A yellow radiance filters through the dew-laden leaves of the sapota tree outside my grandmother’s house in Chennai that morning. Bright patterns of light dance on Thayamma’s skin as she bends down to sweep in front of our home. She sets the broom aside and starts sprinkling water from a metal bucket. After evenly spreading the water on the tar with a broom, she starts to draw an intricate set of dots using powdered rice from a tin cup.
I stand there, holding my mother’s hands, sleepily watching Thayamma. She connects the dots using rice powder, forming a string of eight flowers linked with each other by a chain of leaves and decorative lines. She dabs the edges with a red liquid made of powdered brick, places a yellow pumpkin flower in the middle of the drawing on a blob of cow dung, and steps back to admire her work. Under the shy morning light, her work of art shines brightly.
Tomorrow is Deepavali, the festival of lights. And my family is getting ready to celebrate.
My uncle has strung a garland made of young mango leaves over the front door. My grandmother has ground the wet flour for making steamed rice cakes for breakfast tomorrow. She has also prepared offerings to the Gods lined in the shelf placed outside her kitchen and rallied family and friends together to mark the special day in the Hindu calendar.
The family home built in 1890 stands firm with strong teak rafters and doors and abundant air and light flowing through its rooms and the passageways. It is beginning to fill up with visiting relatives and friendly neighbours coming together to celebrate the spirit of Deepavali. My mother, sister, and I have traveled over 2000 kms from New Delhi in the north to Chennai in the south to join the family. Our journey has taken us three days by train, steered by a coal-powered steam engine. We have spent another day scrubbing the soot off our faces and bodies and shaking the unsteadiness arising from a rickety train ride in a bare compartment.
My sister and I walk around that evening, carefully placing terracotta lamps with oil and wick in the alcoves and door corners. We are clad in colourful long skirts made of silk and gold thread and wear matching necklaces and bangles. Our oiled plaits are adorned with fragrant jasmine flowers. Our aunt walks behind us, lighting the lamps. The sky turns ink blue as we gather to watch our uncles and cousins bursting firecrackers.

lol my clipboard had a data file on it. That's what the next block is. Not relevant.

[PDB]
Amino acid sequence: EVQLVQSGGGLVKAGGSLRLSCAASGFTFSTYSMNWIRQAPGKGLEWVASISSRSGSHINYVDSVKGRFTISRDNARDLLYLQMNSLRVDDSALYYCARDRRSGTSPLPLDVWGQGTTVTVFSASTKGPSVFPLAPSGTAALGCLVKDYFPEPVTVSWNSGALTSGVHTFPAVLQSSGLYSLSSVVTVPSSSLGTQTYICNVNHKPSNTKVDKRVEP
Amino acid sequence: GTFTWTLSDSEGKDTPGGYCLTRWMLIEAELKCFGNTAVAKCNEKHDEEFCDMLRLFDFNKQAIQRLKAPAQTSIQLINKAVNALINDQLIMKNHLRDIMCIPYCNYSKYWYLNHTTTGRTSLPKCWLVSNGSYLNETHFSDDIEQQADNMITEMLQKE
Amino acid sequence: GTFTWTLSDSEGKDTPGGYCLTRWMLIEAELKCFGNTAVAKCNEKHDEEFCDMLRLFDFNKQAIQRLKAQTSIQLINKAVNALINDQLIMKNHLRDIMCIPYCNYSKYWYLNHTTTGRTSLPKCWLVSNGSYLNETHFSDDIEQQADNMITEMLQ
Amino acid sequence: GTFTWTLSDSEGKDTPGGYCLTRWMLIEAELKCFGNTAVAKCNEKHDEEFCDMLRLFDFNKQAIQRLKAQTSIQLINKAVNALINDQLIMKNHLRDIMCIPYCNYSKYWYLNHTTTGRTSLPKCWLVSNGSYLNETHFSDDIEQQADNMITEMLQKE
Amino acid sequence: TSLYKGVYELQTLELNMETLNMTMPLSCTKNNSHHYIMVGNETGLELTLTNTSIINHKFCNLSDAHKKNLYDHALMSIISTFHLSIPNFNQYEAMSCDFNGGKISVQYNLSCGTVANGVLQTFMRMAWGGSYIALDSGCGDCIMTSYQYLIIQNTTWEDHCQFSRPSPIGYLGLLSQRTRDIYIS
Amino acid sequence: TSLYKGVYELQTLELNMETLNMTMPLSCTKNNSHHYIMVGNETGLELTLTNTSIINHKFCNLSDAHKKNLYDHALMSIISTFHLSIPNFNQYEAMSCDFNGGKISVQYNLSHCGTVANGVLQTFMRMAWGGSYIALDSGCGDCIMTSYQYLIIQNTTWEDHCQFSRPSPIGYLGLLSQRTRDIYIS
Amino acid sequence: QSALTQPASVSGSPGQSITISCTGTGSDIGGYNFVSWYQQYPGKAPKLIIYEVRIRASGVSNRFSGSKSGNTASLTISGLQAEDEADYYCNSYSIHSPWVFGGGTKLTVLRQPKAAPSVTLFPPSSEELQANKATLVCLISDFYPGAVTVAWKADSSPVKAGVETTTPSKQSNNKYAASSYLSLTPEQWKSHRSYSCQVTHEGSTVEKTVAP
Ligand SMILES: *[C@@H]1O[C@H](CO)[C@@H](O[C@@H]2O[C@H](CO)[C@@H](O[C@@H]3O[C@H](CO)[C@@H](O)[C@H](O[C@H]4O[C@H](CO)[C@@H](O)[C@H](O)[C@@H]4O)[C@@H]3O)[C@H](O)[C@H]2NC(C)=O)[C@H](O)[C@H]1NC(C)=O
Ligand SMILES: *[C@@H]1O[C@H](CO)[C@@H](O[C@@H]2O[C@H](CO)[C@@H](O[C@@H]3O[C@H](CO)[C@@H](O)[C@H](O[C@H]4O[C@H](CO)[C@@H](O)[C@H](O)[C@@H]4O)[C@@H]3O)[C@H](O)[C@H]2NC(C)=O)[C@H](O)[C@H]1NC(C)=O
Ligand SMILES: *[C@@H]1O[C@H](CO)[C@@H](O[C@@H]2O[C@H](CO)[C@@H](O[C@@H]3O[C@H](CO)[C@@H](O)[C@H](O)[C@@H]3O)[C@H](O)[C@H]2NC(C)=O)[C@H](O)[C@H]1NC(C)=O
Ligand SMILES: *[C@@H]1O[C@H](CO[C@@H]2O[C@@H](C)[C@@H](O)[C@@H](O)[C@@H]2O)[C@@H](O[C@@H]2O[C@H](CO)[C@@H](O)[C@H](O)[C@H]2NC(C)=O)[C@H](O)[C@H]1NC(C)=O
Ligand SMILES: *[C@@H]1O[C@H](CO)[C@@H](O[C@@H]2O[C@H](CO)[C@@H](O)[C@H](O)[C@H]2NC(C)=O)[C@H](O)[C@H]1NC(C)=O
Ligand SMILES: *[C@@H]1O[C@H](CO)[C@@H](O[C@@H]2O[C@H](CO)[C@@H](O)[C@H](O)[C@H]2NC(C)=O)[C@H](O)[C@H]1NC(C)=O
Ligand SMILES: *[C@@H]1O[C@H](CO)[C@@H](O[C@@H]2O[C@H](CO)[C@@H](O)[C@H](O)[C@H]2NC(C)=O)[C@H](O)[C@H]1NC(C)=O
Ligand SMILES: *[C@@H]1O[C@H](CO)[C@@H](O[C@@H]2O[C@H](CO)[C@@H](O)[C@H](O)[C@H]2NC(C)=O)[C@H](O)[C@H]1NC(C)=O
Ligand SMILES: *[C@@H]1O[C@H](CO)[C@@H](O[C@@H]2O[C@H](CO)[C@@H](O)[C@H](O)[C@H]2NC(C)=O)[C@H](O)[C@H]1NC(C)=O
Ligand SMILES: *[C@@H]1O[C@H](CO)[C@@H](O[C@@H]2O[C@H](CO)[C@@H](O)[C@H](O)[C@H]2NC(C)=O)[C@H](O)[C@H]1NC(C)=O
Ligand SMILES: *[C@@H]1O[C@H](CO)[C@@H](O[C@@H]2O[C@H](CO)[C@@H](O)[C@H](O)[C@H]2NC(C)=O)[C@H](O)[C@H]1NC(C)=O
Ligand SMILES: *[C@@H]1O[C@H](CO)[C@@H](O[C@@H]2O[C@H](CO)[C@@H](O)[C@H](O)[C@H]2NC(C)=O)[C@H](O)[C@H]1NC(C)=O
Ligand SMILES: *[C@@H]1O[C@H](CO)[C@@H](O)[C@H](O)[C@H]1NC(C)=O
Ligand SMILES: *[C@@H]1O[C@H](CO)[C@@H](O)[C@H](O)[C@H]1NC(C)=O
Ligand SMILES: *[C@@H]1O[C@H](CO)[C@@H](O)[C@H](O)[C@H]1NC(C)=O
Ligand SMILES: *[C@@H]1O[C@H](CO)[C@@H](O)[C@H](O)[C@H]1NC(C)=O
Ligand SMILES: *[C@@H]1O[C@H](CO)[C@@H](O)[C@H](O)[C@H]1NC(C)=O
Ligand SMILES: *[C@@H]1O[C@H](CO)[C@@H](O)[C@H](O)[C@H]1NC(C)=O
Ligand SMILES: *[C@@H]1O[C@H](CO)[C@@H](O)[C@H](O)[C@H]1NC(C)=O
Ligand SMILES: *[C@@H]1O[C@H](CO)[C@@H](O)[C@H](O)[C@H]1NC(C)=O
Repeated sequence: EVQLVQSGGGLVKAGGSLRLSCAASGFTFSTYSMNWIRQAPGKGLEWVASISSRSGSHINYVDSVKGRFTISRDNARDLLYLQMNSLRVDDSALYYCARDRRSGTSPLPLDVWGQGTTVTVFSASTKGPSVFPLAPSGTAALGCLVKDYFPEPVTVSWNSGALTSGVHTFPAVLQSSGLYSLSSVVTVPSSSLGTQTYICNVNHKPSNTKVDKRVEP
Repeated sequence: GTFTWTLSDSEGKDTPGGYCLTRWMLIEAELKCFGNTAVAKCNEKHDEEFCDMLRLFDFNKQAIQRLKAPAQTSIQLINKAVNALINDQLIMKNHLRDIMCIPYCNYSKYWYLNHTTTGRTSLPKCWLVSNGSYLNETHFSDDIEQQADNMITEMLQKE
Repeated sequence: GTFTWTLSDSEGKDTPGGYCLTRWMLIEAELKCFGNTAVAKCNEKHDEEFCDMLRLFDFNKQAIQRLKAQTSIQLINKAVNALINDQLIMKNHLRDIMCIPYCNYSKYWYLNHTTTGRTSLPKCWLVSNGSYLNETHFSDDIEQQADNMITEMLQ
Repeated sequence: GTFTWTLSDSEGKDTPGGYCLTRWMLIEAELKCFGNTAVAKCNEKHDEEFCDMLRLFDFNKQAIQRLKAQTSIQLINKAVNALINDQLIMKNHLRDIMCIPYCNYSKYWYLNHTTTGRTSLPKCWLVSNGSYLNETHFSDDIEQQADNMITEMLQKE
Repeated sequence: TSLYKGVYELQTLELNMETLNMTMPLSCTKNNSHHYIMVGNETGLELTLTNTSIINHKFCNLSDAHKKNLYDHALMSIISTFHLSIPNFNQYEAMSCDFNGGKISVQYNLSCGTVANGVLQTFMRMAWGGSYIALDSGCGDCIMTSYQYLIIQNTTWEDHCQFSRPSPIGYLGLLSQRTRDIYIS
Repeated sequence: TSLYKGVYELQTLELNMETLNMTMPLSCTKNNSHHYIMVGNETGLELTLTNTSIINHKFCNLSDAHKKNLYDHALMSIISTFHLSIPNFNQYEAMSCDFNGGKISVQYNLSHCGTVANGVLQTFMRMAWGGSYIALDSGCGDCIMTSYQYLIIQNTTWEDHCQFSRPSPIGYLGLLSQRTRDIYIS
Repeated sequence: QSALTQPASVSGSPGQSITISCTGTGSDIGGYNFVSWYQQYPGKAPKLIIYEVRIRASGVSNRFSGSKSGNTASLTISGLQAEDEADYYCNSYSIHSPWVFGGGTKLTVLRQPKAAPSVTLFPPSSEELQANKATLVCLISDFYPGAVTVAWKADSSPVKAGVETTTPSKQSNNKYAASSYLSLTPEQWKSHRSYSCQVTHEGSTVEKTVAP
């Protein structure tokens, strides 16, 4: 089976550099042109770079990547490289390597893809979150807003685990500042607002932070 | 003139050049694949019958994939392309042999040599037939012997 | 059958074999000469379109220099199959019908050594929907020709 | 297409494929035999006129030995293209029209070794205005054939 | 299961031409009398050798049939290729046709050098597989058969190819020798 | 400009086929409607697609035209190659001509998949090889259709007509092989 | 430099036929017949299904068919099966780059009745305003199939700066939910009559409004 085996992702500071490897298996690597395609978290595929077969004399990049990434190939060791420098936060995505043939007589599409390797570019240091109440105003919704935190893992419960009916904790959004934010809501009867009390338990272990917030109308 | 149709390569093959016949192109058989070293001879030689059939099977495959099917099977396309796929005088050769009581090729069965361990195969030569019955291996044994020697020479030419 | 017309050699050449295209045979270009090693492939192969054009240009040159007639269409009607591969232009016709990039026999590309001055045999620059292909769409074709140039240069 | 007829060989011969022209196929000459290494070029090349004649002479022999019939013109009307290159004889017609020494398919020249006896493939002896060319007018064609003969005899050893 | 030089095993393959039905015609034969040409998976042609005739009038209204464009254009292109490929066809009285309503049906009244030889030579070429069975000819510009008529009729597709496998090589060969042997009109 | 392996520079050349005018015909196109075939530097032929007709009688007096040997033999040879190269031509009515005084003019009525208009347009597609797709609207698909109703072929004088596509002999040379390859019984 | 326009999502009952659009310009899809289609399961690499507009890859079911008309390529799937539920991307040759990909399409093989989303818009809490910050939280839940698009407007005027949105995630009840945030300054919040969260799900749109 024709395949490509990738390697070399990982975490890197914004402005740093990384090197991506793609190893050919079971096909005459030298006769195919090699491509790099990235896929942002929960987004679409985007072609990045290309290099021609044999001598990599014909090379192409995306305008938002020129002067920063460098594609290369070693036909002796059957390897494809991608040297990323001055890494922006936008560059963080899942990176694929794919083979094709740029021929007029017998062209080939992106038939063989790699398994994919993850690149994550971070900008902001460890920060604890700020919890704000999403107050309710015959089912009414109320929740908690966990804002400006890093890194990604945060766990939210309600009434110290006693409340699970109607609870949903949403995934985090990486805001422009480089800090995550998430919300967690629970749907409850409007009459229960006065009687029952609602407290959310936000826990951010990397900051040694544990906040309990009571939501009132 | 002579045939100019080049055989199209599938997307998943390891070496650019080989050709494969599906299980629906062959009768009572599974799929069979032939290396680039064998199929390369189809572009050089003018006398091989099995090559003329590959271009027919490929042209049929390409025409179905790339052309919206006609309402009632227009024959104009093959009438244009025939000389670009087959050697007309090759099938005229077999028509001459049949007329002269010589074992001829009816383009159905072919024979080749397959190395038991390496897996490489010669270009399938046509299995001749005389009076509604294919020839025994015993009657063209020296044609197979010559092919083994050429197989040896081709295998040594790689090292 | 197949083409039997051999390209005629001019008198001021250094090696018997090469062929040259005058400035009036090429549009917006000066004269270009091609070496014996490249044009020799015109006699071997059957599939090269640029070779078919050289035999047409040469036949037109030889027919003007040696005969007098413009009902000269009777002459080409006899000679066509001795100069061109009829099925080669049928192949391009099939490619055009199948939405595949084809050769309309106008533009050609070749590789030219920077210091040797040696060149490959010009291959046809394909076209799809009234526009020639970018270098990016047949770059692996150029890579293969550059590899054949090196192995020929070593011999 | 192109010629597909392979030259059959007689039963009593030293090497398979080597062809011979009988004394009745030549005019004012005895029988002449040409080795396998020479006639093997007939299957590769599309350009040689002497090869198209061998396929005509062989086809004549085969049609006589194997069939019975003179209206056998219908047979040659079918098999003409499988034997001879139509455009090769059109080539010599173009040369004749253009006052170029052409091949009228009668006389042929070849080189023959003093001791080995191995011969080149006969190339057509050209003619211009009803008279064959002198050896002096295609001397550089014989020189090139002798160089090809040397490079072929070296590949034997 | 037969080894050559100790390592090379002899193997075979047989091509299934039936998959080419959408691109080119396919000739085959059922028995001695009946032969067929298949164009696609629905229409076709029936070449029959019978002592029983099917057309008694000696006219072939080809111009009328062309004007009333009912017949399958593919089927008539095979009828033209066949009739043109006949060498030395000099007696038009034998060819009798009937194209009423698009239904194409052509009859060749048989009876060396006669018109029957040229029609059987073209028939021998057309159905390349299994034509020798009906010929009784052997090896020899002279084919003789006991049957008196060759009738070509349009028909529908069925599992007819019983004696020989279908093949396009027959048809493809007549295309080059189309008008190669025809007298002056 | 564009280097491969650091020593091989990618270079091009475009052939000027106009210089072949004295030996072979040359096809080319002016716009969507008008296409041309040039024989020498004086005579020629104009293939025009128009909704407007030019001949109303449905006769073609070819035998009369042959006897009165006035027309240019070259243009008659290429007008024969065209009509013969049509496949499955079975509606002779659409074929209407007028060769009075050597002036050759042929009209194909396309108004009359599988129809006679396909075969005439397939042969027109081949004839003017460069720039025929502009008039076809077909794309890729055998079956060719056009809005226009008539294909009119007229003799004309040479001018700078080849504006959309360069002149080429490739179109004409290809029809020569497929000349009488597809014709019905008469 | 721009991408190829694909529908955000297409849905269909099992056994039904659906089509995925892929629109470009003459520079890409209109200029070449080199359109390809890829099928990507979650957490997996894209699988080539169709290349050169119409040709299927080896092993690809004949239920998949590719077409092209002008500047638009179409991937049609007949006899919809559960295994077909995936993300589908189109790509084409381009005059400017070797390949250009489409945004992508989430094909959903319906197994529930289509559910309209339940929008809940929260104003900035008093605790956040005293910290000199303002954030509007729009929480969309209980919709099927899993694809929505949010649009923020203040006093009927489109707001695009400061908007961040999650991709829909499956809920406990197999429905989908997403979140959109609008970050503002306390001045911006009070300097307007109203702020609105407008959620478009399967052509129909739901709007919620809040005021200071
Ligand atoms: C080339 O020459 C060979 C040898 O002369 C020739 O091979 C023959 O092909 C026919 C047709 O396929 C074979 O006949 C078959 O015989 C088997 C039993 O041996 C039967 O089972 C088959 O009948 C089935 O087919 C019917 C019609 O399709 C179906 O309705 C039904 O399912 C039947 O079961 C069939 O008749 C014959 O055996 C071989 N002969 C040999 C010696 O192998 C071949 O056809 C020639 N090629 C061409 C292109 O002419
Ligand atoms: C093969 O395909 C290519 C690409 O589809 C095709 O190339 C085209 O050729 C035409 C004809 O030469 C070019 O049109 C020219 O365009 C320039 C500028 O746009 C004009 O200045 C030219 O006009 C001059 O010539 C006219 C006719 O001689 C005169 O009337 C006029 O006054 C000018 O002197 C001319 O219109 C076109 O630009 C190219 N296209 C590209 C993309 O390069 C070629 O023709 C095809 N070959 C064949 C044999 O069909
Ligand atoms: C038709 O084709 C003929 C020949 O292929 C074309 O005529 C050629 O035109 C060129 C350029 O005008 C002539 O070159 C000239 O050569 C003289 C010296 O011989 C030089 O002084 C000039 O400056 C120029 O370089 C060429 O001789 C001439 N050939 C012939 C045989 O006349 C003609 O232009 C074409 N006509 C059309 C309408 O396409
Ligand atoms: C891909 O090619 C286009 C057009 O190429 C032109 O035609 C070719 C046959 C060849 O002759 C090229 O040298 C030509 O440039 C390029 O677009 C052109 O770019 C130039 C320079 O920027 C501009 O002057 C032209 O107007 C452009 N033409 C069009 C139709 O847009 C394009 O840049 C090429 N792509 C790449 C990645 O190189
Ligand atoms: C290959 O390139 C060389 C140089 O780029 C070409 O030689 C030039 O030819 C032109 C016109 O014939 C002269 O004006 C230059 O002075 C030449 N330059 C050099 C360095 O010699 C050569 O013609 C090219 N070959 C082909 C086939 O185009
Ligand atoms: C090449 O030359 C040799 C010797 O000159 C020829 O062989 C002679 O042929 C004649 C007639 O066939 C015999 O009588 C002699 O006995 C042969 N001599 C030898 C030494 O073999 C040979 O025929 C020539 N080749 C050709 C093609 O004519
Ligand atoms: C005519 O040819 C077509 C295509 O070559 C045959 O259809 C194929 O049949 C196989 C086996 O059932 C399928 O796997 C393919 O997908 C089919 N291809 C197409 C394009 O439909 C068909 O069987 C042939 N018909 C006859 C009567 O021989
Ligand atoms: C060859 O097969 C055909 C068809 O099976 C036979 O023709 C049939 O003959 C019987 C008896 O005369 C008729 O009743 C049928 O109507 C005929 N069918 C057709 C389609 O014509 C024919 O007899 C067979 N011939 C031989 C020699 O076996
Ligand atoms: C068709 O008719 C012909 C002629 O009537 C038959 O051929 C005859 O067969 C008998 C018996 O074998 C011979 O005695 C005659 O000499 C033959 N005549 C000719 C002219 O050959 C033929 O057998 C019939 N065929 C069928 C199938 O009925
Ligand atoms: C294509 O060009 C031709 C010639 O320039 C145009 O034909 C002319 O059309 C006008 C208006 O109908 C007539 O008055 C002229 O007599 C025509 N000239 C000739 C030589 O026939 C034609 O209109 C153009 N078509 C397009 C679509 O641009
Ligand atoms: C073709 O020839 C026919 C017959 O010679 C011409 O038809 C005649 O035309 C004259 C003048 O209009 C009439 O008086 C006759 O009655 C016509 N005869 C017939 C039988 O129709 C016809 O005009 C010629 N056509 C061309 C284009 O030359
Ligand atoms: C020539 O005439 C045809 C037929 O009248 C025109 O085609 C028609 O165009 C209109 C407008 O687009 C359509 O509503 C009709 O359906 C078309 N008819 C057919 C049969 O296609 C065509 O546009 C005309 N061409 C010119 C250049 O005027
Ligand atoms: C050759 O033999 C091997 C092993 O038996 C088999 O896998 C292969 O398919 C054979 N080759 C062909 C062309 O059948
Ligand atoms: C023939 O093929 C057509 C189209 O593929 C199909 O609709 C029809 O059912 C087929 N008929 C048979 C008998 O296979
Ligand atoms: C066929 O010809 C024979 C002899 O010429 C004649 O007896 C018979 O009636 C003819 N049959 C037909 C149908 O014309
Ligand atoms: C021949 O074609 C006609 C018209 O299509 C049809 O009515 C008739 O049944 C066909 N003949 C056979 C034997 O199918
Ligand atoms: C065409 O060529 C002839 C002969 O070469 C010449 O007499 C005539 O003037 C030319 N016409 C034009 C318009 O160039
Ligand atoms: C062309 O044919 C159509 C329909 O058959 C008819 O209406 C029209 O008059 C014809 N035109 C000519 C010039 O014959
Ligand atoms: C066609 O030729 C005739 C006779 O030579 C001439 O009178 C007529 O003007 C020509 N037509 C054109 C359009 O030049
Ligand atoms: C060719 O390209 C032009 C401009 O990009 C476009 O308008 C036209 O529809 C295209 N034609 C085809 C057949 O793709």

Tomorrow we will be up early, have an oil bath, wear new clothes, and burst firecrackers. We will eat fluffy rice cakes (idlis) with coconut chutney for breakfast, and enjoy sweet and savoury snacks prepared by the women in the family. It will be three more days before the house settles into quietness when the relatives leave, and the neighbours get distracted.
I learned, as I grew older, that the rice flour Thayamma used for the drawing (Kolam) was to feed ants that crossed in front of our house. The terracotta lamps (agal vilakku) were lit to chase away negativity, and the fresh breeze blowing through mango (mangai) leaves brought good health into our home.
Thayamma’s Kolam, the agal vilakku, the mangai leaves, silk skirts, jasmine (malligai) flowers, idlis, and the Tamil language.
These are part of my cultural identity.
Tamil culture is unique and vibrant, and the language is classical. The Tamil cuisine draws on a mix of flavours from coconut to coriander, from tamarind to thayir (or yoghurt).
Tamils of yore were seafarers, tradesmen, and erudite rulers. Tamil Kings built intricately carved temples and palaces. They were patrons of arts, poetry, and literature that mirrored the conviviality of Tamil life. They embellished other cultures and traditions by generously sharing theirs, assimilating with the local milieu wherever they went from Java to Jaffna or Malacca to Burma.
Tamils carried their pride with them in the holds of the ships that transported them as indentured labourers to South Africa, Malaysia, Mauritius, and Guyana. They may have lost their original names and identity during the course of their bumpy journeys. But they did not lose their culture or traditions. Durban, Penang, Port Louis, and Singapore display ample examples of the vibrant Tamil way of life to this very day.
I left India for an international career at some point in my adult life. But memories of kolams that adorned our home, the smell of oil blending with the wick as the agal lamps were lit, and the tangy aromas from my grandmother’s kitchen remained. They made celebrating Deepavali that much more special, whether I was in East Timor, Namibia, Kenya, or New York. Friends and colleagues compensated for the absence of family and neighbours and readily joined in marking the festival of lights with me. They helped me draw Kolams, light candles, and lamps and made my home vibrant and warm. The message of togetherness and positivity was also shared alongside. It enriched my life and my identity all the more.
Warmest wishes to everyone, this Deepavali!
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